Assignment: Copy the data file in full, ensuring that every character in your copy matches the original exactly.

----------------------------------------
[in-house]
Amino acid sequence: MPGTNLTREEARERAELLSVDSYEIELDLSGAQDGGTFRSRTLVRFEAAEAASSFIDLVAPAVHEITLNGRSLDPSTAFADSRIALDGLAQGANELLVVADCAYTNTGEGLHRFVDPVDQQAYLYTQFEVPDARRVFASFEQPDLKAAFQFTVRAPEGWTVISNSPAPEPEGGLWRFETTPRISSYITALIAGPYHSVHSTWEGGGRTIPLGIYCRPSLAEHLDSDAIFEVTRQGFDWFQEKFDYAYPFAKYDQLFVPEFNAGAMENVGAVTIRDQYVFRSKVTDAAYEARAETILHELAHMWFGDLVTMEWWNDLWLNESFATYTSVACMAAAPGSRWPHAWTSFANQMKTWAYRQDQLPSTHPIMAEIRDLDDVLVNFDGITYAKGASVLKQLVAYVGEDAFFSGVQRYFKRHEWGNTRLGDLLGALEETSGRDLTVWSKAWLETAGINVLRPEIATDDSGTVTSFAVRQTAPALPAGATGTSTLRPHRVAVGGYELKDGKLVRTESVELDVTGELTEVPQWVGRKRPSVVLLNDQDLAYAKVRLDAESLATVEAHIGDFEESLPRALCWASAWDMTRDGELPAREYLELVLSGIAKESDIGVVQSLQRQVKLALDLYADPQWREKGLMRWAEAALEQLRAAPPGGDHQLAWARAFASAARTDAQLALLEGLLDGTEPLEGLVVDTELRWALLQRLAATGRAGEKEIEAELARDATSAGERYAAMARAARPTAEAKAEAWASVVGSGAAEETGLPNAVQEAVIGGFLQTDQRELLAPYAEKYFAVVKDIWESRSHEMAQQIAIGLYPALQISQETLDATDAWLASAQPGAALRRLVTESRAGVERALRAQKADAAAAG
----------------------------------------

[in-house]
Amino acid sequence: MPGTNLTREEARERAELLSVDSYEIELDLSGAQDGGTFRSRTLVRFEAAEAASSFIDLVAPAVHEITLNGRSLDPSTAFADSRIALDGLAQGANELLVVADCAYTNTGEGLHRFVDPVDQQAYLYTQFEVPDARRVFASFEQPDLKAAFQFTVRAPEGWTVISNSPAPEPEGGLWRFETTPRISSYITALIAGPYHSVHSTWEGGGRTIPLGIYCRPSLAEHLDSDAIFEVTRQGFDWFQEKFDYAYPFAKYDQLFVPEFNAGAMENVGAVTIRDQYVFRSKVTDAAYEARAETILHELAHMWFGDLVTMEWWNDLWLNESFATYTSVACMAAAPGSRWPHAWTSFANQMKTWAYRQDQLPSTHPIMAEIRDLDDVLVNFDGITYAKGASVLKQLVAYVGEDAFFSGVQRYFKRHEWGNTRLGDLLGALEETSGRDLTVWSKAWLETAGINVLRPEIATDDSGTVTSFAVRQTAPALPAGATGTSTLRPHRVAVGGYELKDGKLVRTESVELDVTGELTEVPQWVGRKRPSVVLLNDQDLAYAKVRLDAESLATVEAHIGDFEESLPRALCWASAWDMTRDGELPAREYLELVLSGIAKESDIGVVQSLQRQVKLALDLYADPQWREKGLMRWAEAALEQLRAAPPGGDHQLAWARAFASAARTDAQLALLEGLLDGTEPLEGLVVDTELRWALLQRLAATGRAGEKEIEAELARDATSAGERYAAMARAARPTAEAKAEAWASVVGSGAAEETGLPNAVQEAVIGGFLQTDQRELLAPYAEKYFAVVKDIWESRSHEMAQQIAIGLYPALQISQETLDATDAWLASAQPGAALRRLVTESRAGVERALRAQKADAAAAG